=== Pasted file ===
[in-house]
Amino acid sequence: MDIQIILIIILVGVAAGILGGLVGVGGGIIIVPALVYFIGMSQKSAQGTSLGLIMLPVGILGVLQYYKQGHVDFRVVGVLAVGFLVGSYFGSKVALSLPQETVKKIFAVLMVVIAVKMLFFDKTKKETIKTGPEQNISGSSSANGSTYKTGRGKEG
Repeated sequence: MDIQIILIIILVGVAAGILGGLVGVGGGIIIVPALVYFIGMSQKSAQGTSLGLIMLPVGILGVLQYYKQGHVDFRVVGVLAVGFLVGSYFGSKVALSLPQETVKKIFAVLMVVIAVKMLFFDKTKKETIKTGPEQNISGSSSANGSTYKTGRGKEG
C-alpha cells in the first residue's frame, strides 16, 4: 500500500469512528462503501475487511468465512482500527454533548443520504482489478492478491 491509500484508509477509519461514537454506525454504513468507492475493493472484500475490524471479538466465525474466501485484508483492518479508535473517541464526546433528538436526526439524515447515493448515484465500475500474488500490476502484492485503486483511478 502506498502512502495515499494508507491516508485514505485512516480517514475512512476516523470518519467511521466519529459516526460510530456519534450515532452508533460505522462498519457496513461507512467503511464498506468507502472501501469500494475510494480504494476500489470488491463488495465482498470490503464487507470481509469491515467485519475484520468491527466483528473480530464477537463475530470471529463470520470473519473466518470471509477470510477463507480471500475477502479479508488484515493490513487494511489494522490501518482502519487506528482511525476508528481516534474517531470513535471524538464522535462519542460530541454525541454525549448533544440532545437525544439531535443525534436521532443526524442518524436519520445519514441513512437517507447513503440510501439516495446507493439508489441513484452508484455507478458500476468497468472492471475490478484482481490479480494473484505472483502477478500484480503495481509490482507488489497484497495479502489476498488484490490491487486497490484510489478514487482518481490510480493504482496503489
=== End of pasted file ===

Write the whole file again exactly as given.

[in-house]
Amino acid sequence: MDIQIILIIILVGVAAGILGGLVGVGGGIIIVPALVYFIGMSQKSAQGTSLGLIMLPVGILGVLQYYKQGHVDFRVVGVLAVGFLVGSYFGSKVALSLPQETVKKIFAVLMVVIAVKMLFFDKTKKETIKTGPEQNISGSSSANGSTYKTGRGKEG
Repeated sequence: MDIQIILIIILVGVAAGILGGLVGVGGGIIIVPALVYFIGMSQKSAQGTSLGLIMLPVGILGVLQYYKQGHVDFRVVGVLAVGFLVGSYFGSKVALSLPQETVKKIFAVLMVVIAVKMLFFDKTKKETIKTGPEQNISGSSSANGSTYKTGRGKEG
C-alpha cells in the first residue's frame, strides 16, 4: 500500500469512528462503501475487511468465512482500527454533548443520504482489478492478491 491509500484508509477509519461514537454506525454504513468507492475493493472484500475490524471479538466465525474466501485484508483492518479508535473517541464526546433528538436526526439524515447515493448515484465500475500474488500490476502484492485503486483511478 502506498502512502495515499494508507491516508485514505485512516480517514475512512476516523470518519467511521466519529459516526460510530456519534450515532452508533460505522462498519457496513461507512467503511464498506468507502472501501469500494475510494480504494476500489470488491463488495465482498470490503464487507470481509469491515467485519475484520468491527466483528473480530464477537463475530470471529463470520470473519473466518470471509477470510477463507480471500475477502479479508488484515493490513487494511489494522490501518482502519487506528482511525476508528481516534474517531470513535471524538464522535462519542460530541454525541454525549448533544440532545437525544439531535443525534436521532443526524442518524436519520445519514441513512437517507447513503440510501439516495446507493439508489441513484452508484455507478458500476468497468472492471475490478484482481490479480494473484505472483502477478500484480503495481509490482507488489497484497495479502489476498488484490490491487486497490484510489478514487482518481490510480493504482496503489